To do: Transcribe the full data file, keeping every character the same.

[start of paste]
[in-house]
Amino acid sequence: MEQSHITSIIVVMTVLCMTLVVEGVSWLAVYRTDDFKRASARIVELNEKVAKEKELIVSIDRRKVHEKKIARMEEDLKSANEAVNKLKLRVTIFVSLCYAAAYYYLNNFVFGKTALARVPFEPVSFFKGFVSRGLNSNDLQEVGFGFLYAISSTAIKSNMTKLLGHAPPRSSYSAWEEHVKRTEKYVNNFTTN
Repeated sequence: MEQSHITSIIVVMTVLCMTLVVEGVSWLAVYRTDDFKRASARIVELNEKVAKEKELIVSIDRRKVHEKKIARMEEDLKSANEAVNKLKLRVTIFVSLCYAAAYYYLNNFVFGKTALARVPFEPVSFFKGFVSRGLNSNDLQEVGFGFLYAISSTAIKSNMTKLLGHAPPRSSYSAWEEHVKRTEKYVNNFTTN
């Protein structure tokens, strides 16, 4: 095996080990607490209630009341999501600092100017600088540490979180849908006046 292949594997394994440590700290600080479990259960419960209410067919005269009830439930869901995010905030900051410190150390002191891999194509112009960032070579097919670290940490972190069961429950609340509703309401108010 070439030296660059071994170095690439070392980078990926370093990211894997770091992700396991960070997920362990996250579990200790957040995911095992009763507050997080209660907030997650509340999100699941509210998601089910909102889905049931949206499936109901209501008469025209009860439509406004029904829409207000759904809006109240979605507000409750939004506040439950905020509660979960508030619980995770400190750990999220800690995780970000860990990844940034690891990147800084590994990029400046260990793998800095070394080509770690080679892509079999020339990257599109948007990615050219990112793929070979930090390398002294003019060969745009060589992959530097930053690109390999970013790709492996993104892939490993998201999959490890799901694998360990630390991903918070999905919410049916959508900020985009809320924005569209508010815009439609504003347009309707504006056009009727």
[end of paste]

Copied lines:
[in-house]
Amino acid sequence: MEQSHITSIIVVMTVLCMTLVVEGVSWLAVYRTDDFKRASARIVELNEKVAKEKELIVSIDRRKVHEKKIARMEEDLKSANEAVNKLKLRVTIFVSLCYAAAYYYLNNFVFGKTALARVPFEPVSFFKGFVSRGLNSNDLQEVGFGFLYAISSTAIKSNMTKLLGHAPPRSSYSAWEEHVKRTEKYVNNFTTN
Repeated sequence: MEQSHITSIIVVMTVLCMTLVVEGVSWLAVYRTDDFKRASARIVELNEKVAKEKELIVSIDRRKVHEKKIARMEEDLKSANEAVNKLKLRVTIFVSLCYAAAYYYLNNFVFGKTALARVPFEPVSFFKGFVSRGLNSNDLQEVGFGFLYAISSTAIKSNMTKLLGHAPPRSSYSAWEEHVKRTEKYVNNFTTN
């Protein structure tokens, strides 16, 4: 095996080990607490209630009341999501600092100017600088540490979180849908006046 292949594997394994440590700290600080479990259960419960209410067919005269009830439930869901995010905030900051410190150390002191891999194509112009960032070579097919670290940490972190069961429950609340509703309401108010 070439030296660059071994170095690439070392980078990926370093990211894997770091992700396991960070997920362990996250579990200790957040995911095992009763507050997080209660907030997650509340999100699941509210998601089910909102889905049931949206499936109901209501008469025209009860439509406004029904829409207000759904809006109240979605507000409750939004506040439950905020509660979960508030619980995770400190750990999220800690995780970000860990990844940034690891990147800084590994990029400046260990793998800095070394080509770690080679892509079999020339990257599109948007990615050219990112793929070979930090390398002294003019060969745009060589992959530097930053690109390999970013790709492996993104892939490993998201999959490890799901694998360990630390991903918070999905919410049916959508900020985009809320924005569209508010815009439609504003347009309707504006056009009727």